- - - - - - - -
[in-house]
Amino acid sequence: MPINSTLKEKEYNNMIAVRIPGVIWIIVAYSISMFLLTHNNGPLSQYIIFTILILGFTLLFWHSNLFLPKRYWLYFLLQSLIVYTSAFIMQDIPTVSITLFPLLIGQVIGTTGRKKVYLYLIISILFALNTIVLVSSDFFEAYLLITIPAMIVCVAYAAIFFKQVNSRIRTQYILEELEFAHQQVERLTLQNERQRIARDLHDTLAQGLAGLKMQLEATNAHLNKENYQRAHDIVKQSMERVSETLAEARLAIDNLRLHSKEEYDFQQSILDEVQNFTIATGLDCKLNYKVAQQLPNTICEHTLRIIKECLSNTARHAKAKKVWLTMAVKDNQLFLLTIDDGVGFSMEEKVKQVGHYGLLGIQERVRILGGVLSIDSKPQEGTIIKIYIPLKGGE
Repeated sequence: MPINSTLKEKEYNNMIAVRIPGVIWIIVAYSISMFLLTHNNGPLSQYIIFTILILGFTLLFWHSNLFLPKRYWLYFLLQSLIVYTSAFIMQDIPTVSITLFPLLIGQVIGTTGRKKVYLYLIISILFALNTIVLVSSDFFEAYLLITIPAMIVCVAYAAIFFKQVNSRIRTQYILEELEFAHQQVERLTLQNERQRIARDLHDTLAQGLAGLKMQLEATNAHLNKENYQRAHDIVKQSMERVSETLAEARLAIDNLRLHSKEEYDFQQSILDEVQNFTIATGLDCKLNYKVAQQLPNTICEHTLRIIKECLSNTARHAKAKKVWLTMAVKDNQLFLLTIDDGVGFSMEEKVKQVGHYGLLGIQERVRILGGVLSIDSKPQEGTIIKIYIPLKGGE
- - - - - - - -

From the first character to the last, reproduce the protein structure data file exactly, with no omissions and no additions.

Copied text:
[in-house]
Amino acid sequence: MPINSTLKEKEYNNMIAVRIPGVIWIIVAYSISMFLLTHNNGPLSQYIIFTILILGFTLLFWHSNLFLPKRYWLYFLLQSLIVYTSAFIMQDIPTVSITLFPLLIGQVIGTTGRKKVYLYLIISILFALNTIVLVSSDFFEAYLLITIPAMIVCVAYAAIFFKQVNSRIRTQYILEELEFAHQQVERLTLQNERQRIARDLHDTLAQGLAGLKMQLEATNAHLNKENYQRAHDIVKQSMERVSETLAEARLAIDNLRLHSKEEYDFQQSILDEVQNFTIATGLDCKLNYKVAQQLPNTICEHTLRIIKECLSNTARHAKAKKVWLTMAVKDNQLFLLTIDDGVGFSMEEKVKQVGHYGLLGIQERVRILGGVLSIDSKPQEGTIIKIYIPLKGGE
Repeated sequence: MPINSTLKEKEYNNMIAVRIPGVIWIIVAYSISMFLLTHNNGPLSQYIIFTILILGFTLLFWHSNLFLPKRYWLYFLLQSLIVYTSAFIMQDIPTVSITLFPLLIGQVIGTTGRKKVYLYLIISILFALNTIVLVSSDFFEAYLLITIPAMIVCVAYAAIFFKQVNSRIRTQYILEELEFAHQQVERLTLQNERQRIARDLHDTLAQGLAGLKMQLEATNAHLNKENYQRAHDIVKQSMERVSETLAEARLAIDNLRLHSKEEYDFQQSILDEVQNFTIATGLDCKLNYKVAQQLPNTICEHTLRIIKECLSNTARHAKAKKVWLTMAVKDNQLFLLTIDDGVGFSMEEKVKQVGHYGLLGIQERVRILGGVLSIDSKPQEGTIIKIYIPLKGGE